What do you think of bankers, accountants, tax collectors, even bookkeepers? Add in actors and taxi drivers. What do they have in common? They all share the same patron saint, St. Matthew. St. Matthew's Day is 21st. September. For me saints' days come and go without making much impact, but especially in my school days St. Matthew's Day featured large. In 1552 Bishop Ridley of London preached a sermon which so moved the boy king Edward VI that the charity school Christ's Hospital was founded. The strong links with the city still continue, even though the school moved to Sussex in 1902. On St. Matthew's Day about half the school go to London for a thanksgiving service followed by a buffet at the Mansion House and the Lord Mayor giving largesse to each pupil. My first gift was one shilling = 5p which would buy 2 mars bars in those days. In my last year I think I got a guinea. If you didn't go to London your largesse was given to you by the Headmaster and you had a whole holiday. The morning might have been spent blackberrying or harvesting potatoes on the school farm but the afternoon was free time. The fruit of our morning labour turned up on our plates the next day.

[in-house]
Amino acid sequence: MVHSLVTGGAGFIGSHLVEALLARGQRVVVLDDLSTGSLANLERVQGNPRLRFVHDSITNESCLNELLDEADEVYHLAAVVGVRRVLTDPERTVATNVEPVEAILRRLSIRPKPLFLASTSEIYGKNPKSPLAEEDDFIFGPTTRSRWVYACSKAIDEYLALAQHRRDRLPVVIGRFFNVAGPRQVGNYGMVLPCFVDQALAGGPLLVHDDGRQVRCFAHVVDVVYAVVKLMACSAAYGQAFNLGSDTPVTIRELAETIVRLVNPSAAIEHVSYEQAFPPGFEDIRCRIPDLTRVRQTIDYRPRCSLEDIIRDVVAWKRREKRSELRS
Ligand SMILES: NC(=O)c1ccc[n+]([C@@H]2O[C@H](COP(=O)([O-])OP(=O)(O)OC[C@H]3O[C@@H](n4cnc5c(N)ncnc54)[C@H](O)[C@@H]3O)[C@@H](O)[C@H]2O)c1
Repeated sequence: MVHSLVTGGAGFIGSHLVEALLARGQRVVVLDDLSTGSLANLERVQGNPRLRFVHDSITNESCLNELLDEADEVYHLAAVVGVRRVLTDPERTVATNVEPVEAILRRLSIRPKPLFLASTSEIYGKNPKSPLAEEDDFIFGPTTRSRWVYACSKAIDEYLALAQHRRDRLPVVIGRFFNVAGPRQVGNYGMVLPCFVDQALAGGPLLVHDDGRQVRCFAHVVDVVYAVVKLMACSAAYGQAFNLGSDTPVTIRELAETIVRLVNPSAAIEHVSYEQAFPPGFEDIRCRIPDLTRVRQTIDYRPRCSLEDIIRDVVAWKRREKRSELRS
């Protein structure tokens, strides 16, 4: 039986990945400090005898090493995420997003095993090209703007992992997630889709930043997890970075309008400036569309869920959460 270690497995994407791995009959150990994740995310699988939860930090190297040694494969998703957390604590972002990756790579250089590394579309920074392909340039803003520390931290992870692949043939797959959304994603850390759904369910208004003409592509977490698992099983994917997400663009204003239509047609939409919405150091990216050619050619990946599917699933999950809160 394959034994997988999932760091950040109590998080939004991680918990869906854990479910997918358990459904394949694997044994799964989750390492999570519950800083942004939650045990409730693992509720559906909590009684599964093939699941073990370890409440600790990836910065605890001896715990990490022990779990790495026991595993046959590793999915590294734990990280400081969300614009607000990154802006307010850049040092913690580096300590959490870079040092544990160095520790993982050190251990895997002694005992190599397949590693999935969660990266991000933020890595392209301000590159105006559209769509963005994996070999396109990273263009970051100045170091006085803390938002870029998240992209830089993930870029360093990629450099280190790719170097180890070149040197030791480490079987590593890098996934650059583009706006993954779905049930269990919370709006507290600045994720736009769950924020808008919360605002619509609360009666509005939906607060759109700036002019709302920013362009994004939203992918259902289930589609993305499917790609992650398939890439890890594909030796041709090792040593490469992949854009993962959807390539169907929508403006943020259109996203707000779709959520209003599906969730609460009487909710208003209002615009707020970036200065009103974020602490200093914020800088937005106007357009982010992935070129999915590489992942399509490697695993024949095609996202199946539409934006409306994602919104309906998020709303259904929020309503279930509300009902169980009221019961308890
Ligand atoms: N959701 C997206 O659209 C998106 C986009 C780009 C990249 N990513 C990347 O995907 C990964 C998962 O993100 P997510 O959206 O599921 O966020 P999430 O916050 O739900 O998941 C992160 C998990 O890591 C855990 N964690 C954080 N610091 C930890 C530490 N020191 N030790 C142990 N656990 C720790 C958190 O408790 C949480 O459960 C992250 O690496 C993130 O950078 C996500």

We don't know too much about St. Matthew beyond his gospel. Yes, he was a tax collector, but when challenged by Jesus to “Follow me!” he did just that. In today's gospel reading Matthew recounts the parable of the landowner hiring labourers to work in his vineyard. Throughout the day workers are engaged and come the end of the day all are paid a full day's wage. Of course this is not a lesson for trade unionists. It teaches us that cradle Christians through to the most recent disciple are all equal in God's eyes. And it teaches how generous God is (and fair).
As Bishop John stressed in his sermon last Sunday, “Freely have we received, freely should we give.” And in relation to last Sunday's gospel reading, “Freely have we been forgiven, freely should we forgive.” Not 7 times, which is generous, but 77 times – or as Junior church put it, “No counting!” Bishop John began by recalling how most speeches are too long, not to mention tedious, and how after a good (or indifferent) lunch they compete with a nap! He didn't actually say that same goes for sermons, but he did say he had heard hundreds of sermons but couldn't remember much about them. In one of them the preacher had said that there are two kinds of surfaces. One kind absorbs the sunlight, the other reflects it. And we Christians should reflect God's love and forgiveness and joy. That is our challenge. That is our mission. That will fill our churches. Bishop John also said that it is not good enough to talk the talk, we must walk the walk. What a joy it was to have him with us.
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